'The Face' Host Naomi Campbell Talks Mentoring and the Reality of the Modern Modeling Business
"It's an extension of my sharing, basically," she tells THR about her work with "The Face" contestants.
CANNES -- Naomi Campbell is not a supermodel, she says.
"Supermodel is absolutely overused. Everyone now is called a supermodel. If they're supermodels, then what am I? I'm a working model," she tells The Hollywood Reporter. "I don't call myself a supermodel. I've never believed the hype."
One of the original models who ruled the '80s runways of Gianni Versace, Azzedine Alaia and Karl Lagerfeld, Campbell is now the executive producer and host of reality TV show The Face. The show broadcasts in the U.S. and the U.K., with ambitions to extend the format globally.
The modeling program in which contestants are broken into teams and mentored a la The Voice airs on Oxygen in the U.S and will appear in Australia on Fox8 next year. The U.K. edition premiered Sept. 30 to weaker-than-expected ratings on Sky Living. Still, Campbell, who hosts the three existing versions, made a very glamorous appearance at MIPCOM -- the day after wrapping the second U.S. season with hopes to sell the concept to additional territories -- featuring a poolside photo shoot and a splashy evening soiree for the international executive crowd.
"I hope that more countries buy the show. I think it's great for their local designers, photographers, aspiring models as well as they can bring in international brands. And it's a great platform to be seen," she says of the appeal of the show, which has relied heavily on her personal relationships thus far. "I have a daily involvement where I'm calling to get photographers, products, brands, designers, people I've met over my 27 years, because I want this show to stay at a level, a very high level. So I am calling the people I know, and they have been very supportive. And I've been very happy for that. I couldn't do it without them."
Campbell will still executive produce but only make guest appearances on additional international versions -- ones for France and Canada are already in the works. "I'll be choosing who will play me because I want this show to be authentic," she says. "I want it to be someone who has -- maybe not my 27 years of experience -- but is honest."
Campbell, who has had an infamous reputation and legal troubles in the past, stemming from her temper, deflects any questions that taking on this role would help her standing in the eyes of the public. "I didn't take this on thinking about what the public are going to think about me or what it can do for my career or perception. I have 27 years that can never be taken away from me being in the fashion industry," she insisted.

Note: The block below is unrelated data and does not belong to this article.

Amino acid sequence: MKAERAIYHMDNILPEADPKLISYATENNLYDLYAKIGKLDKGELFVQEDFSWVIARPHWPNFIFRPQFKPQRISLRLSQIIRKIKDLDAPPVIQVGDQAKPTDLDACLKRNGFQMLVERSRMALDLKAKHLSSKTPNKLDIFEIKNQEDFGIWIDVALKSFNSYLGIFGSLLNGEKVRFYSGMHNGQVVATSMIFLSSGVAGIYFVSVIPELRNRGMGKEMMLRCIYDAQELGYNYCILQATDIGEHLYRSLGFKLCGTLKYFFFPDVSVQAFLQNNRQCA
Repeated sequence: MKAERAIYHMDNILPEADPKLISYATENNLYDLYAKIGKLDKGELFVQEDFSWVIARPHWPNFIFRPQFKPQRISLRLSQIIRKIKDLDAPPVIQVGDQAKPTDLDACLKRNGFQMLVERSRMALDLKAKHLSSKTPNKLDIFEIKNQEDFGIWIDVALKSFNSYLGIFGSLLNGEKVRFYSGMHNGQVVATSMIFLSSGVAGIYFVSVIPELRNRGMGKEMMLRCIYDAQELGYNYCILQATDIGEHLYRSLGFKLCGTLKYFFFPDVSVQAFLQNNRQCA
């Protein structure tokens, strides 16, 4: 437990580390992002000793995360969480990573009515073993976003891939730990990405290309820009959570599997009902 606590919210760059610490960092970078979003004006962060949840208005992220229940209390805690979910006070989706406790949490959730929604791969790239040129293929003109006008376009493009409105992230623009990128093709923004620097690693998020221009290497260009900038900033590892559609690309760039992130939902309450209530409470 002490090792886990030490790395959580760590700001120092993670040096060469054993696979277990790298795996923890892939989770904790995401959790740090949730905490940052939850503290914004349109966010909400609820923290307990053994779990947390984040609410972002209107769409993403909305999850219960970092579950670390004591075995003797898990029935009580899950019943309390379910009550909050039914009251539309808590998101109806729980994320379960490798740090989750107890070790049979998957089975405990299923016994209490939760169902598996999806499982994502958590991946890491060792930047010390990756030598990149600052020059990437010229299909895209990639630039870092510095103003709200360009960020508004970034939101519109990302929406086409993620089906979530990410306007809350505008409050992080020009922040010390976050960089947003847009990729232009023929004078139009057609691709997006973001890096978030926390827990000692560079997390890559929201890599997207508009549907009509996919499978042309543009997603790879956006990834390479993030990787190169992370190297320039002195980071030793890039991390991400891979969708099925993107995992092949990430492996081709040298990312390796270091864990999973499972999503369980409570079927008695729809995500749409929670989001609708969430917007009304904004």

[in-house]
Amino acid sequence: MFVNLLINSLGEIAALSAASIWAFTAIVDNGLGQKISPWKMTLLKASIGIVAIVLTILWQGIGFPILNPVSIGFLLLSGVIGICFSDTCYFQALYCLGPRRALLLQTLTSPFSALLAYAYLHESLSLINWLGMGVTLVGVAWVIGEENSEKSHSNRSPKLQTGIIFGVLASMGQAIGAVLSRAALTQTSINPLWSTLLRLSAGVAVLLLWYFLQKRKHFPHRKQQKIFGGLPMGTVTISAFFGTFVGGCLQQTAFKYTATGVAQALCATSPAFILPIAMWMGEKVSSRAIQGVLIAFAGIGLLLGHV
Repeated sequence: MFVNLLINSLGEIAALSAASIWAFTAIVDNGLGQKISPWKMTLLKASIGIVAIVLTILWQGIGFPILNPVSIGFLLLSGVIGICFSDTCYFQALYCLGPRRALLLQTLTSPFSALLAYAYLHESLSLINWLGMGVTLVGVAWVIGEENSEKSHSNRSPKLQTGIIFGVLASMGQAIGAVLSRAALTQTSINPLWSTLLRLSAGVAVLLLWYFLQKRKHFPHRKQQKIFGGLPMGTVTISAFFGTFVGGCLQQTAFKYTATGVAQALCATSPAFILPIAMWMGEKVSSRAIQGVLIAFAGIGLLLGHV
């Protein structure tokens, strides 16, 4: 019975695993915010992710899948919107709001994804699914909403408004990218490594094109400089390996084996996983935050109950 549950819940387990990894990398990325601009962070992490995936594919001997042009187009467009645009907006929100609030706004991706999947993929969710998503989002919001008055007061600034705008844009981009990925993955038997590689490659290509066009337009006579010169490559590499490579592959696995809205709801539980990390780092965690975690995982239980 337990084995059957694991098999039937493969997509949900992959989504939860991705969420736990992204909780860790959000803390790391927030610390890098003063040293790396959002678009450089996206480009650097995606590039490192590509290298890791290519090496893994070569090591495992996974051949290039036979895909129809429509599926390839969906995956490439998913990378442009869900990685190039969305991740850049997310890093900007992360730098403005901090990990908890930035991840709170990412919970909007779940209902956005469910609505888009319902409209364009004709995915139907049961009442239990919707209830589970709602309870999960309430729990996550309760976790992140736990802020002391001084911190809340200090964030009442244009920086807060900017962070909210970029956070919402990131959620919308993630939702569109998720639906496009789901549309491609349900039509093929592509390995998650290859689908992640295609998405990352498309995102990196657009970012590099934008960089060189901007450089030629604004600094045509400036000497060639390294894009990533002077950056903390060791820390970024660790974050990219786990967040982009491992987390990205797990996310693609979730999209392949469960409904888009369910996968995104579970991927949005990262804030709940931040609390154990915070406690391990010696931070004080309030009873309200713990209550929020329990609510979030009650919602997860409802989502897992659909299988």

She explains that the mentoring aspect was the strongest draw. "I don't want to judge. I don't want to be the someone sitting there saying, 'You can't do this.' I've been asked many times over the years to help young girls: 'We've just signed so-and-so; can you teach her how to walk?' and I've been very happy to do it. This is kind of an extension of that for me."
"Kate Moss always says to me, 'I was your first pupil,' so I've always shared. It's an extension of my sharing, basically."
The fashion world has changed greatly since her start, and she tries to be as honest as possible with the contestants, who are competing for an ad campaign spot for hair care brand Frederic Fekkai in the U.S. and international brand Max Factor abroad.
"When you go for a casting now, it's how many hundreds of girls? When I used to go for a casting, it used to be about 50 in 1986, you know. Now it's hundreds," she explains, pointing out the increased competition in the modeling business as well as a fashion industry that now has to produce several collections a year.
"Sunglasses now is a collection, handbags is a collection. The turnaround is fast and therefore much more competitive, and it's the same for the models. I tell my girls, 'You have to have something very special. You have to catch the eye,' otherwise it's 'next.' "